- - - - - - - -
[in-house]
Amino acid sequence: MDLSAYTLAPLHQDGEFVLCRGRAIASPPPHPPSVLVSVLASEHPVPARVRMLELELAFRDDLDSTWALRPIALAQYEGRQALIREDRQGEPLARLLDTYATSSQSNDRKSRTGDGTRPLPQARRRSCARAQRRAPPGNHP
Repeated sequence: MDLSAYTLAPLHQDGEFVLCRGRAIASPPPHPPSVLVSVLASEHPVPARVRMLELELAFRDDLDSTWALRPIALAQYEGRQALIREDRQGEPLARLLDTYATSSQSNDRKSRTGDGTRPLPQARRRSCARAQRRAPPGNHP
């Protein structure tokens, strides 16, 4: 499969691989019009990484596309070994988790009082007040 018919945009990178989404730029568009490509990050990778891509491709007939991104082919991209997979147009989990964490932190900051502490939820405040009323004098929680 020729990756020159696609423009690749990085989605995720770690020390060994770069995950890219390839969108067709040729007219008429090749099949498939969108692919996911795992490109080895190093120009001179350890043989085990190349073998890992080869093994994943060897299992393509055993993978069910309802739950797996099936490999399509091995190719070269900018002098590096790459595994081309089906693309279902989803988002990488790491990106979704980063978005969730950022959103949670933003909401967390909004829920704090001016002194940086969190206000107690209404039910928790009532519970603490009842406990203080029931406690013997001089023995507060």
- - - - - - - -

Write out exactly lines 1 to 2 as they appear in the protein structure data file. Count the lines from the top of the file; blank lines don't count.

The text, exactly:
[in-house]
Amino acid sequence: MDLSAYTLAPLHQDGEFVLCRGRAIASPPPHPPSVLVSVLASEHPVPARVRMLELELAFRDDLDSTWALRPIALAQYEGRQALIREDRQGEPLARLLDTYATSSQSNDRKSRTGDGTRPLPQARRRSCARAQRRAPPGNHP